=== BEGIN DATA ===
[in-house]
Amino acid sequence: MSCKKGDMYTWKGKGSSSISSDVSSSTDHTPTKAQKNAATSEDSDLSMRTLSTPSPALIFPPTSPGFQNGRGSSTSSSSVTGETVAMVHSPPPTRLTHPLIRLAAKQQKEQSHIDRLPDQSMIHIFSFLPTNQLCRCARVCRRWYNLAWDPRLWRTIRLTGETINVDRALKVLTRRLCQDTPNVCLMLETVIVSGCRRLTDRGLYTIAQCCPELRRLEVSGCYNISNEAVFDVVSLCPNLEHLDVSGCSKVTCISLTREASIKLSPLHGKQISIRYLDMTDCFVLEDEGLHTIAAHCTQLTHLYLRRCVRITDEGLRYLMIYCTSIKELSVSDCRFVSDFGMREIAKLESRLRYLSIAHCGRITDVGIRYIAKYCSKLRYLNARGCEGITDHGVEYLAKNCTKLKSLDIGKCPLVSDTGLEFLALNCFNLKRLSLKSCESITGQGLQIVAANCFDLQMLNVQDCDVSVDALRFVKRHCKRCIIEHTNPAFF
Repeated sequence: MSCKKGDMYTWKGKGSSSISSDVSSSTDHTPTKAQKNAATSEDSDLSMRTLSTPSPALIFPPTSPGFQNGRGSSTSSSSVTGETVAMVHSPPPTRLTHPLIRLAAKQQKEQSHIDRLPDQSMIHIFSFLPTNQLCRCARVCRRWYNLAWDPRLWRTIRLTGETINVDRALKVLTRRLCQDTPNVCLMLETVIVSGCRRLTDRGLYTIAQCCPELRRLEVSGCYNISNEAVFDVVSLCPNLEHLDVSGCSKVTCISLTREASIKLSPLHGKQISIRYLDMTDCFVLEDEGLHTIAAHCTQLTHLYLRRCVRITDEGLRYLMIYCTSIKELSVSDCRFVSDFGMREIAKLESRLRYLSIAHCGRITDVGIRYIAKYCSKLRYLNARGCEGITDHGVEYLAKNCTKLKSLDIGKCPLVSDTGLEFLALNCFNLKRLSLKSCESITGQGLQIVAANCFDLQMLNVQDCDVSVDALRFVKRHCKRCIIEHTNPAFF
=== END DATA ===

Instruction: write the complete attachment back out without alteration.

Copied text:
[in-house]
Amino acid sequence: MSCKKGDMYTWKGKGSSSISSDVSSSTDHTPTKAQKNAATSEDSDLSMRTLSTPSPALIFPPTSPGFQNGRGSSTSSSSVTGETVAMVHSPPPTRLTHPLIRLAAKQQKEQSHIDRLPDQSMIHIFSFLPTNQLCRCARVCRRWYNLAWDPRLWRTIRLTGETINVDRALKVLTRRLCQDTPNVCLMLETVIVSGCRRLTDRGLYTIAQCCPELRRLEVSGCYNISNEAVFDVVSLCPNLEHLDVSGCSKVTCISLTREASIKLSPLHGKQISIRYLDMTDCFVLEDEGLHTIAAHCTQLTHLYLRRCVRITDEGLRYLMIYCTSIKELSVSDCRFVSDFGMREIAKLESRLRYLSIAHCGRITDVGIRYIAKYCSKLRYLNARGCEGITDHGVEYLAKNCTKLKSLDIGKCPLVSDTGLEFLALNCFNLKRLSLKSCESITGQGLQIVAANCFDLQMLNVQDCDVSVDALRFVKRHCKRCIIEHTNPAFF
Repeated sequence: MSCKKGDMYTWKGKGSSSISSDVSSSTDHTPTKAQKNAATSEDSDLSMRTLSTPSPALIFPPTSPGFQNGRGSSTSSSSVTGETVAMVHSPPPTRLTHPLIRLAAKQQKEQSHIDRLPDQSMIHIFSFLPTNQLCRCARVCRRWYNLAWDPRLWRTIRLTGETINVDRALKVLTRRLCQDTPNVCLMLETVIVSGCRRLTDRGLYTIAQCCPELRRLEVSGCYNISNEAVFDVVSLCPNLEHLDVSGCSKVTCISLTREASIKLSPLHGKQISIRYLDMTDCFVLEDEGLHTIAAHCTQLTHLYLRRCVRITDEGLRYLMIYCTSIKELSVSDCRFVSDFGMREIAKLESRLRYLSIAHCGRITDVGIRYIAKYCSKLRYLNARGCEGITDHGVEYLAKNCTKLKSLDIGKCPLVSDTGLEFLALNCFNLKRLSLKSCESITGQGLQIVAANCFDLQMLNVQDCDVSVDALRFVKRHCKRCIIEHTNPAFF